Homegrown chicken curry

It tasted awesome

Every week in our local paper, there are so many ads in the free section for “pet rooster, free range, to good home only”, it is laughable! Odds on, you can bet that the “good home” is going to be a pot or a freezer. Sadly, there are no rooster retirement homes out there for all the spare pricks, and on a farm it’s just bad luck to be born a boy. Most roosters in a home flock are destined for the pot.

Australorp Rooster - Broken Toy Shop Photography

Unless you are this guy – our resident rooster, Sir.
Image by Broken Toy Shop Photography

But I don’t feel sad for our four boys. They were hatched and raised naturally by a wonderful mother hen. They had a great life in a beautiful quiet home, able to free range safely during the day and enjoy the sun, grass and dirt, with a large clean coop and warm den to roost in at night. When the time came, we ended their lives humanely and it was all over quickly with a minimum of fear and pain. Knowing this, I truly think it makes the meat taste better.

We only got to knock off two of the boys last Sunday, but will hopefully get to do the other two this weekend. It is satisfying to know that each time we are getting faster and more skilled in the process of providing ourselves with “happy” homegrown meat.


7 thoughts on “Two roosters less

  1. Thanks for that informative post. We haven’t done chickens yet, but have done plenty of other animals, so this information is useful to me. We are planning to do it in the future and have already decided to do the skinning method instead of plucking.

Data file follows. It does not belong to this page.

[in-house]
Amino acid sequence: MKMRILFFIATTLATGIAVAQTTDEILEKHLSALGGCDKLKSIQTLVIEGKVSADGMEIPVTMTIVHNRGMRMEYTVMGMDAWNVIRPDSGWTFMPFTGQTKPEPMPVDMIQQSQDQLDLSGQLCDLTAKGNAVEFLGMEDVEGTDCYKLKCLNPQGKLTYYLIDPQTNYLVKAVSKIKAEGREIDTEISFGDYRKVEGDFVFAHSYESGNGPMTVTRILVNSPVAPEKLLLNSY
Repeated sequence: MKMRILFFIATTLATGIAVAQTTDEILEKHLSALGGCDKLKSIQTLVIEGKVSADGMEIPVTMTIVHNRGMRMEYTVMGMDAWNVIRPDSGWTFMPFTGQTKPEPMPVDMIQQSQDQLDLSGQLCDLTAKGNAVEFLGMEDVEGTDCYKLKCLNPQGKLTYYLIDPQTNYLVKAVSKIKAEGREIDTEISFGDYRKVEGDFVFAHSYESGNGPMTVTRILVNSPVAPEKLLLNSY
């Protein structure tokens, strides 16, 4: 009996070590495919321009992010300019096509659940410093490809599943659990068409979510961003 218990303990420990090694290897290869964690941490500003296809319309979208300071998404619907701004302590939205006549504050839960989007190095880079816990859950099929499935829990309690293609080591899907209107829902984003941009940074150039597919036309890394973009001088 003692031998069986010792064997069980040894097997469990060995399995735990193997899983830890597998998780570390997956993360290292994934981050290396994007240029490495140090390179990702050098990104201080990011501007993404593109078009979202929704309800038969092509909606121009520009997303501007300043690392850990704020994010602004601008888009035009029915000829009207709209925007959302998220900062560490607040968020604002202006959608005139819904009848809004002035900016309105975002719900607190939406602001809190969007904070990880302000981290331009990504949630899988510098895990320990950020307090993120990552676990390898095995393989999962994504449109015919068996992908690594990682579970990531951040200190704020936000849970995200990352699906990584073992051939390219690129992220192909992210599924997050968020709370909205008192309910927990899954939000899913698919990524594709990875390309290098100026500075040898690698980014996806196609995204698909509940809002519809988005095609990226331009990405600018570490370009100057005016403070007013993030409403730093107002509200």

I really appreciate your paragraph about the life of the animal before it was butchered. We have so many people make negative comments on the fact that we raise our own meat (rabbits, beef, and someday chicken) and how it must be so traumatic for the children, and how could we possibly kill an animal we have owned and become attached to. I even had someone say my husband must be very violent to be able to kill our own animals! My husband is the least violent person I know. It makes me so frustrated because these same people eat meat from the store. Meat that was raised and killed inhumanely.
    So thank you for pointing out that these homegrown animals on family farms are raised in a wonderful environment and are killed quickly and humanely by people trying to provide healthy, medication-free, humanely raised and killed meat for their families.
    I do have one question…how long do you take them off feed before the butchering, and why?

    • Thanks for reading! 🙂
      We usually take their feed away six to twelve hours before we intend to do them in, so there’s no food in their system when you’re trying to get the innards out. Less chance of rupturing the crop when it is empty!

      It is disappointing that some people have such a negative attitude towards homegrown meat! I think it shows strength of character to be able to end an animal’s life humanely. It certainly proves that you value life and don’t take meat for granted. I suppose it is easier to pretend that meat just comes from the shop, and that’s that. Even some people I know, who support us in our chicken keeping and enjoy our eggs, still get squeamish over the culling part :-/

      I think it is awesome that you raise your own beef – my partner loves rabbit too! We hope to one day raise our own lamb and pork – chickens are easy, I can only imagine how tricky it must be to process such large animals as cattle!

    • Many people I know have the same reaction to the news that we slaughter our own animals.

      I wonder if the modern colloquial usage of the words “butcher” and “slaughter” has caused this very different attitude to home butchering? That combined with the lack of hands on time with food before it’s processed.